Articles Tagged with Legislative process

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If you’re a member of an association of owners (aka HOA) and want to learn about how the Oregon Legislature makes laws, here are two bills just for you. You can track them on the Legislature’s website – no need to drive to Salem, unless you want to. And contact your State Legislator to ask about these bills. A Find Your Legislator” search tool is on the Legislature’s home page.

HB 2582: Prohibits association of owners for, or declarant of, planned community or condominium from prohibiting display of signs based on content of sign.

HB 2584: Prohibits association of owners for, or declarant of, planned community or condominium from making records of association confidential or exempt from disclosure to owners of real property in planned community or condominium.

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“My View: Emergency clause abuses democracy,” Portland Tribune, 27 January 2015, by Richard F. LaMountain

Background:

Oregon Constitution

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Oregon Legislature: Joint Interim Task Force On Oregon Elder Abuse Prevention Work Group (2014 HB 2205)

Look for details of 2014 and 2015 hearings and work groups: at the Legislature’s Committee Agendas Online website.

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Thinking beyond the Uniform Law Commission, the American Law Institute, and the American Bar Association:  Who Makes Model Laws?

You’ve heard of the Uniform Commercial Code and the Model Penal Code, but how much do you know about model laws? You could learn more by reading this short article: Mary Whisner, There Oughta Be a Law—a Model Law, 106 Law Libr. J. 125 (2014)….”  [Link to blog post.]

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A “committee pony” is a document created by the Legislative Fiscal Office mainly for the bill carriers as the bill is favorably passed out of a Ways & Means committee.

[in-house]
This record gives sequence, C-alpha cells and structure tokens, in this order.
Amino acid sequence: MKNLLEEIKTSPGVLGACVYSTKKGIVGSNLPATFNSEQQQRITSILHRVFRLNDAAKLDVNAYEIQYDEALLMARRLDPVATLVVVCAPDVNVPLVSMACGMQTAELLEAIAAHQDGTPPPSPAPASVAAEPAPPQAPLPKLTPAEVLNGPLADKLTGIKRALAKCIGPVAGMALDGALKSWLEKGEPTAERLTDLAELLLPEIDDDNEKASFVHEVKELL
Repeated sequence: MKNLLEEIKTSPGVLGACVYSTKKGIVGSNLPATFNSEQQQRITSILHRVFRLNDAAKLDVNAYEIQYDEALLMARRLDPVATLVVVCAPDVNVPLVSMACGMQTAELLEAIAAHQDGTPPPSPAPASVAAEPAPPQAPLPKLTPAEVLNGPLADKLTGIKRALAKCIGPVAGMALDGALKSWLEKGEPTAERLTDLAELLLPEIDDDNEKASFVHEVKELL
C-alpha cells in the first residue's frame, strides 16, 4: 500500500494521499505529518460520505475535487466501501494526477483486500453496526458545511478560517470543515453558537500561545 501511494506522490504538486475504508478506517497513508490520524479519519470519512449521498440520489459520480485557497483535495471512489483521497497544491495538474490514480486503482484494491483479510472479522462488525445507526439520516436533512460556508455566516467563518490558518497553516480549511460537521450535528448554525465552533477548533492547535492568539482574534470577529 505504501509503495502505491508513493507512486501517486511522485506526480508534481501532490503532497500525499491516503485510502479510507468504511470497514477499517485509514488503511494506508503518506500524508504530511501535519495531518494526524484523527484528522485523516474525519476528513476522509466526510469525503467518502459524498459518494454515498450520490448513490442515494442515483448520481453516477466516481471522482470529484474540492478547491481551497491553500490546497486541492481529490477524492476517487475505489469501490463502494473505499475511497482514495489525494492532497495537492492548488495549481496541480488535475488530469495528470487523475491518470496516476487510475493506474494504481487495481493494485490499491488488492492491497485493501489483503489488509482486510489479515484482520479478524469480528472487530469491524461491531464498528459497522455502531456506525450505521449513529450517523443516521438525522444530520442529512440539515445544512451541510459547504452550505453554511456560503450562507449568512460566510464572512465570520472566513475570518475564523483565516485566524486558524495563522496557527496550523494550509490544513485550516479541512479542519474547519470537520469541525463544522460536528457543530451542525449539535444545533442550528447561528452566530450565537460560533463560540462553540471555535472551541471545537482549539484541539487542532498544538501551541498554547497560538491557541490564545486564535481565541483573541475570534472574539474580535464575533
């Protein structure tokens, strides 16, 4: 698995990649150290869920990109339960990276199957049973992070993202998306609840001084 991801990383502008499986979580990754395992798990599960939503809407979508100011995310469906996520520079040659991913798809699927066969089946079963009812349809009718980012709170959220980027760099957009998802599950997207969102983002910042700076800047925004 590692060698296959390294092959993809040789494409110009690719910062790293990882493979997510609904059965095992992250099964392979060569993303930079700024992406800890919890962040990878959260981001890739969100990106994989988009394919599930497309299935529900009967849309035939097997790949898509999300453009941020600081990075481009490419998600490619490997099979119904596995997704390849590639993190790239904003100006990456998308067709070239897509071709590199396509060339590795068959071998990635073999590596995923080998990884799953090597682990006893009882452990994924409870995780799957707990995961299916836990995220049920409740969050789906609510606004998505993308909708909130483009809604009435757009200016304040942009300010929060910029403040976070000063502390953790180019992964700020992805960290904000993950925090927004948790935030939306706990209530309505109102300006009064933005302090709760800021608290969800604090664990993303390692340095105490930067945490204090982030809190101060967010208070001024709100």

What’s a Bill Carrier? Read on:

A Bill Carrier:The legislator assigned by the Committee Chair to explain and speak in favor of a measure on the floor and to answer questions about it.” (See more definitions at the Oregon Legislature’s Glossary.)

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How many legislators know how to compile a legislative history? My guess is not many. But they have many skills the rest of us lack, but need. Who among us has the patience to shepherd bills through the state or federal (or local) legislative process without going berserk – and having everyone scream at you day and night? Not I.

Try shadowing a legislator for a day and you’ll see what I mean. (Try shadowing a teacher for a day, too, and see how much like legislating that job is, with just as many people screaming at you.)

Legislative assistants can compile legislative histories and so can government documents and law librarians. For us, legislative history compilation skills are a job requirement, but that doesn’t mean we have to like it, especially if we’re far from the seat of government and can’t visit the official and complete archives where complete bill files can be found.

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The Oregon Legislative Library’s Reference Librarian* answers our ‘floor letter’ question. (The “Note from Mother” question is answered at the end of this blog post. Who said watching the Oregon Legislature wasn’t fun?!)

A ‘floor letter’ is information put on each member’s desk during a session the day of a measure’s 3rd reading and subsequent floor vote. The floor letter has to be identified as originating ‘from the desk of’ a member.

Essentially, it’s like a last ditch effort to make a point.

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I have written often about the wonderful Oregon Legislative Liaisons, but sadly they are no more.

Instead, you need to visit the Legislature’s Support and Contact Information website, where you will find lots of contact information.

You can also email Legislative Help, or call 1-800-332-2313 and leave a message.

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On the countdown to the 2010 Legislative Session, I offer this:

While listening to a particularly interesting Oregon Legislative Committee hearing (yes, they can be interesting), I noticed how wide-ranging the questions from Legislators were. So, I made a list of the types of information that were asked about during this single hearing:

(See also, How To Testify Before a Legislative Committee.)